Ahhhhhhh, Pastor! (Part Four)

You know, the Word of God is truly amazing!  It’s a shame that most believers, Super Pastors included, don’t read it, study it and listen to what it says.  As a result, what we build and “do” as church doesn’t accurately represent God to the world.  You can look back at the initial post on this topic for further insight!

So, here it is.  Let’s see what the Word says as we delve further into the biblical pastor role.

Therefore, I exhort the elders among you, as your fellow elder and witness of the sufferings of Christ, and a partaker also of the glory that is to be revealed, shepherd the flock of God among you, exercising oversight not under compulsion, but voluntarily, according to the will of God; and not for sordid gain, but with eagerness; nor yet as lording it over those allotted to your charge, but proving to be examples to the flock. And when the Chief Shepherd appears, you will receive the unfading crown of glory.              (1 Peter 5)

There’s quite a bit of ground to cover here, so I am going to be quick in referencing things without much explanation.  I really am not trying to convince you that I am “right” on this topic; I just want us to be “righteous” or in correct standing with God on the matter.  I am just trying to get you to think beyond what you have previously known in the Super Pastor System and be open to the possibility that God’s mind on the issue might be a bit different.

As a fellow elder, Peter is exhorting “the elders” to function accurately.  Here are some quick hits.  Notice:

  • The term “elders” here is plural…..not singular.  There was no single man called Pastor over all the church members and, especially, not over a religious organization.  Actually, in the New Testament scriptures, Presbyter (elder), pastor (poimen) and bishop (episkopos)  are all terms used interchangeably to refer to the individuals who shared in this ministry to the Body.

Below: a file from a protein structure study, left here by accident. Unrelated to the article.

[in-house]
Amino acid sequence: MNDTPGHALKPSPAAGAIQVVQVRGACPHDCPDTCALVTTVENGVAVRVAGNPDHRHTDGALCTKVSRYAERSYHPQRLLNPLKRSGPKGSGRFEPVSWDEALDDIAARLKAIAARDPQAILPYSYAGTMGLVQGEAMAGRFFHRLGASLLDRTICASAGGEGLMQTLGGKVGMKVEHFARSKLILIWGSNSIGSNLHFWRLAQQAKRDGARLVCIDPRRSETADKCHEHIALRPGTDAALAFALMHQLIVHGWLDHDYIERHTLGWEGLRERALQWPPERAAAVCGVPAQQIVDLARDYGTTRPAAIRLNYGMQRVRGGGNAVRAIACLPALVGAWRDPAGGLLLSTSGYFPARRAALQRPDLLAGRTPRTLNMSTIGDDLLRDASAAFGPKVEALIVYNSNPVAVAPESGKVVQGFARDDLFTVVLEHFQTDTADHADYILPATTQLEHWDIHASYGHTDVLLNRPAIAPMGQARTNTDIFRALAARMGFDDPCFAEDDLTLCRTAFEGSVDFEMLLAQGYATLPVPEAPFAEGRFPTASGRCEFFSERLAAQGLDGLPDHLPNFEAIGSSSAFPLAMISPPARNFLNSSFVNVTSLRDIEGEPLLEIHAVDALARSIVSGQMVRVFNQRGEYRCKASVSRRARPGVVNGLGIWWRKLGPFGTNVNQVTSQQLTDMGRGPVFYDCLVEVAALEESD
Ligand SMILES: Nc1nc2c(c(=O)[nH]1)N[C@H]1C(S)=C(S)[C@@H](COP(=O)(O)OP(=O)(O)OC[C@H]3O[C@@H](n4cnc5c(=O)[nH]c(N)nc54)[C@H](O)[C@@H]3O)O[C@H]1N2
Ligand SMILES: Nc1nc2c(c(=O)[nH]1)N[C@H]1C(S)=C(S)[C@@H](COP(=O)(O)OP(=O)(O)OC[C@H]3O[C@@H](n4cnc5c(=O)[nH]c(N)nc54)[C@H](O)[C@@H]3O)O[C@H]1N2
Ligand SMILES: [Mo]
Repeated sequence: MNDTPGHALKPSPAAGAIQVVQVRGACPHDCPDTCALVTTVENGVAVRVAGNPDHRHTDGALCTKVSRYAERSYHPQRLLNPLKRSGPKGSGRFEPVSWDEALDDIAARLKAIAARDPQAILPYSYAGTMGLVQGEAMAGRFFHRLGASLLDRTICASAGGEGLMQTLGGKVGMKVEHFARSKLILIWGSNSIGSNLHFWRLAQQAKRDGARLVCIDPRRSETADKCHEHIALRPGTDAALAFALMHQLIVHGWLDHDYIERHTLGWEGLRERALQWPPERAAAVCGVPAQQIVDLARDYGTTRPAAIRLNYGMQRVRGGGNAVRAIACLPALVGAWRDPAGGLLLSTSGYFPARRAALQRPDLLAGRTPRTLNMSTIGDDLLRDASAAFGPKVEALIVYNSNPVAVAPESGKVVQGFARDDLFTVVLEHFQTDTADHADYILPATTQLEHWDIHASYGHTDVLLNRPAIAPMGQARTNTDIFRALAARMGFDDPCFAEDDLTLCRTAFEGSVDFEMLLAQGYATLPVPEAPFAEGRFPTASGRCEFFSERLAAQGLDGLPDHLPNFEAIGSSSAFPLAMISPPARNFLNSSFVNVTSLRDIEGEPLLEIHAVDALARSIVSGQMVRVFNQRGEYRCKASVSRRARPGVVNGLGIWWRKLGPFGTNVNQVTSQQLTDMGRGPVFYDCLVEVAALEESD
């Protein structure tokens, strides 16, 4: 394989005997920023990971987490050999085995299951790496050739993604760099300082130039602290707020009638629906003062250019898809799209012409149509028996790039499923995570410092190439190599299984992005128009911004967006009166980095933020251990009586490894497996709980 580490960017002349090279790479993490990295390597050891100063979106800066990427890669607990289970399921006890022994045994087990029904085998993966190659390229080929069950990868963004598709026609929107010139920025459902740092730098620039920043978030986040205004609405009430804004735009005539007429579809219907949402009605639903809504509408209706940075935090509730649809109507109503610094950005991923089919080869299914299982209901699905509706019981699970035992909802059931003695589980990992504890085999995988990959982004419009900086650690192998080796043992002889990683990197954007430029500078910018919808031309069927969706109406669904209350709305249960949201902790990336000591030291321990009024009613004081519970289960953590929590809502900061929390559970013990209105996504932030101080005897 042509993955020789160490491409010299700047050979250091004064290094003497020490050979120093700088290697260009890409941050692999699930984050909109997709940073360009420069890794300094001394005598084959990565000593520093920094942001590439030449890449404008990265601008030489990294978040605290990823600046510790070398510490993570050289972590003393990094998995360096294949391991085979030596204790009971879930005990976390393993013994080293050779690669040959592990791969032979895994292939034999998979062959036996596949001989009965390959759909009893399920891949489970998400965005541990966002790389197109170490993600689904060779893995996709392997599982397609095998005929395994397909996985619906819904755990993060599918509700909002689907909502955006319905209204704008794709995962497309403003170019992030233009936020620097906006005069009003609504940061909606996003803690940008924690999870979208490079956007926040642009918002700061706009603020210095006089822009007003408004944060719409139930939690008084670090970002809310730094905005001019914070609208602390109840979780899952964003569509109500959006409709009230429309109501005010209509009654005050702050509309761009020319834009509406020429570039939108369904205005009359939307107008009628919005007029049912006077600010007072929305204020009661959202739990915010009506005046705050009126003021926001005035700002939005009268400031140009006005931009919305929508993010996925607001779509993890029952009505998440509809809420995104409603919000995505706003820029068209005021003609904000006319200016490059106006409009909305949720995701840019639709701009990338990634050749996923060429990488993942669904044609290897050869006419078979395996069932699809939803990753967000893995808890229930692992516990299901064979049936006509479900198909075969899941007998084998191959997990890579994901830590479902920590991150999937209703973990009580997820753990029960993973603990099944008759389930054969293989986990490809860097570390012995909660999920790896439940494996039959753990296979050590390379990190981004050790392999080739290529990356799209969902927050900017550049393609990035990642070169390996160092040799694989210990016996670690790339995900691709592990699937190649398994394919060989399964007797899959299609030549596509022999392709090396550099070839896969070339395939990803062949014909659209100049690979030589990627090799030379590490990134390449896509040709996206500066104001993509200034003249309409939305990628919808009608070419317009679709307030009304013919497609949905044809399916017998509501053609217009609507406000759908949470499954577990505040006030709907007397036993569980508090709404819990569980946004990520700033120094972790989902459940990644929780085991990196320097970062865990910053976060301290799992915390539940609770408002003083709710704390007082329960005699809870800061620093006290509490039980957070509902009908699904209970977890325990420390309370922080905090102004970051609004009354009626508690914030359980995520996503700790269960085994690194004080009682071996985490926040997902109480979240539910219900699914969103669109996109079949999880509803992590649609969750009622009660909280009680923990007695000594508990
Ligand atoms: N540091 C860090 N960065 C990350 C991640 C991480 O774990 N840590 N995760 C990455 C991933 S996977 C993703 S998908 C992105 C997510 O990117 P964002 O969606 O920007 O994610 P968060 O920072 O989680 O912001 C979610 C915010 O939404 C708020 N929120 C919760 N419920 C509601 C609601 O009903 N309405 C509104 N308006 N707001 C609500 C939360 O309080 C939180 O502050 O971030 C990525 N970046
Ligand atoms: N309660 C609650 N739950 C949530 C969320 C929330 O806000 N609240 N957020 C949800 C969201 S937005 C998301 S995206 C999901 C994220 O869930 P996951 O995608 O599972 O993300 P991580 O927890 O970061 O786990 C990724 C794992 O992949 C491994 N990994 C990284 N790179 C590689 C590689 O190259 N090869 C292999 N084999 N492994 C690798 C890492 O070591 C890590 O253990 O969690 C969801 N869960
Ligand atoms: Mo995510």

• The multiple elders are located “among” or “in the midst of” the members of the Body.  They aren’t tucked away in a secured office somewhere, where you don’t have access to them.  You don’t just see them on a Sunday morning standing on the platform, elevated above everybody else and the center of attention.  You know, it is the whole Positional Authority vs. Relational Authority thing.
  • Peter exhorts them to “shepherd” (poimaino) the sheep.  It is a function………not a title!  Some versions have “feed” the sheep.  So, Super Pastor takes that to mean that he feeds the sheep up on the platform every Sun……….. you know how it works by now!  The word means much, much, much, much more than just using a teaching gift to expound scripture.
  • The next encouragement is to “exercise oversight”.  This does not mean to cast a vision for or make all the decisions  regarding a religious institution.  It does not mean to tell people what to do.  The word is “episkopeo” (bishop) which, remember, is interchangeable with pastor/elder.  The emphasis is not on a different function but, rather, on the attitude and motivation of doing the same function.  He’s telling them not to be forced (as in hiring someone to do something) but to perform the function voluntarily because it is the will of God.  Don’t do the job because you are eager to get a paycheck but because you have a love and eagerness to bless God’s sheep.